New Temporary Inversion Regulations

istock-tax-blog-cliffBy:  Amanda Wilson

The IRS once again is targeting inversions, and this time there have been immediate tangible results.

The IRS issued temporary regulations on Monday targeting inversion transactions.  An inversion occurs where a foreign corporation “acquires” a US corporation, such that the US corporation moves offshore to a more tax-advantageous location.  The result is a significant reduction in tax rates.  The foreign acquiring corporation typically is dwarfed in size by the US corporation.

To maximize the tax benefits of an inversion, the former shareholders of the US corporation need to hold less than 60% of the stock of the foreign parent post inversion (otherwise there is a tax on the inversion).   One of the key provisions of the temporary regulations is a three year look-back period pursuant to which parent stock attributable to prior inversions or acquisitions of US company stock is disregarded.   In other words, the foreign parent cannot do multiple inversions to build up its size so that it can acquire larger and larger companies.    This three year look-back rule makes it harder for inversions to satisfy the less than 60% ownership requirement .

This provision has already shut down one pending inversion – as Pfizer just announced that it will not go through with its proposed inversion with Allergan.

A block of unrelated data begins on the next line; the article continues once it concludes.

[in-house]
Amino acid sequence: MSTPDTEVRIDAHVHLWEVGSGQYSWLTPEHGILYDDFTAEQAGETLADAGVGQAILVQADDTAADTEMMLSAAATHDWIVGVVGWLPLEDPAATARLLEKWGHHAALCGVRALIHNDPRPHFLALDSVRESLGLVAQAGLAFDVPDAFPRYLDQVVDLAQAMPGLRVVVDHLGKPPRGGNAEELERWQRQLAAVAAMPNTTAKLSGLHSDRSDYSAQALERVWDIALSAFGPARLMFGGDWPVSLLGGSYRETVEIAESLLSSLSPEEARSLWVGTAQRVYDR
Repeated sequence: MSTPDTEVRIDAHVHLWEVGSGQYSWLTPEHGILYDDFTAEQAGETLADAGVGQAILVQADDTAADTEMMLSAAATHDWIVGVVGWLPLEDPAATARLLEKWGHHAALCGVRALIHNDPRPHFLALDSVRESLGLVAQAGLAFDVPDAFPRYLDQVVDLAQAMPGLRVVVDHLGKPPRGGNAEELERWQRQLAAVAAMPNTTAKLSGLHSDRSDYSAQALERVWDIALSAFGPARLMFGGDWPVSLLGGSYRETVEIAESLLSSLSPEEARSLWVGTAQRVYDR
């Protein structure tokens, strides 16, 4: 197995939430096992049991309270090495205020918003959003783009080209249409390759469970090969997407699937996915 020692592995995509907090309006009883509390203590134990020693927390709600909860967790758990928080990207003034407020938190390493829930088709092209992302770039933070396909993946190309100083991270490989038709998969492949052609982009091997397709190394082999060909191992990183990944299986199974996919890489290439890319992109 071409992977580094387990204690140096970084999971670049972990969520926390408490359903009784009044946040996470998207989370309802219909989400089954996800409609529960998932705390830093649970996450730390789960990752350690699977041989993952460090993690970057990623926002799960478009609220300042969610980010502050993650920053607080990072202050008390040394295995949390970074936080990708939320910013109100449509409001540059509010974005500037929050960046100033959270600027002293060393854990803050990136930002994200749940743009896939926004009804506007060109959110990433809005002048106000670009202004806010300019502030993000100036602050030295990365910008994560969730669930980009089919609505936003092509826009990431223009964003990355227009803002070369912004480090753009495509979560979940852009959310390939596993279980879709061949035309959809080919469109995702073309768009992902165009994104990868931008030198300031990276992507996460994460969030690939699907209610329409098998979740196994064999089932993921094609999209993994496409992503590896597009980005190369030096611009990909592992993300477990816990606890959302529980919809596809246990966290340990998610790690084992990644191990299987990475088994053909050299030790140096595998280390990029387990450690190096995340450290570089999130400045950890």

Beware Transferee Liability

Magnifying Glass and TaxBy:  Amanda Wilson

One of the great features of corporations is that liability in the corporation generally does not extend to its shareholders, including tax liability.  Like any rule, though, there is almost always an exception.   In this case, the exception can be brutal.

Section 6901 imposes transferee liability on (i) shareholders of dissolved corporations and (ii) parties to a Section 368 reorganization (for example, on the surviving corporation resulting from a merger).  The transferee liability is automatic – there is no requirement that the transfer of the assets to the shareholder or new corporation be improper.  Section 6901 not only imposes full liability on the transferee for the corporation’s tax liability, it adds an extra year to the statute of limitations, giving the IRS more time to go after the transferee.

So if you are considering acquiring, reorganizing with or dissolving a corporation, do not ignore the risk of transferee liability.  The risk can be substantial, as shown by yesterday’s Tax Court decision Tricarichi v. Commissioner.  In that case, the Tax Court found that the sole shareholder of a dissolved corporation was liable for the corporation’s $21.2 million of unpaid taxes.


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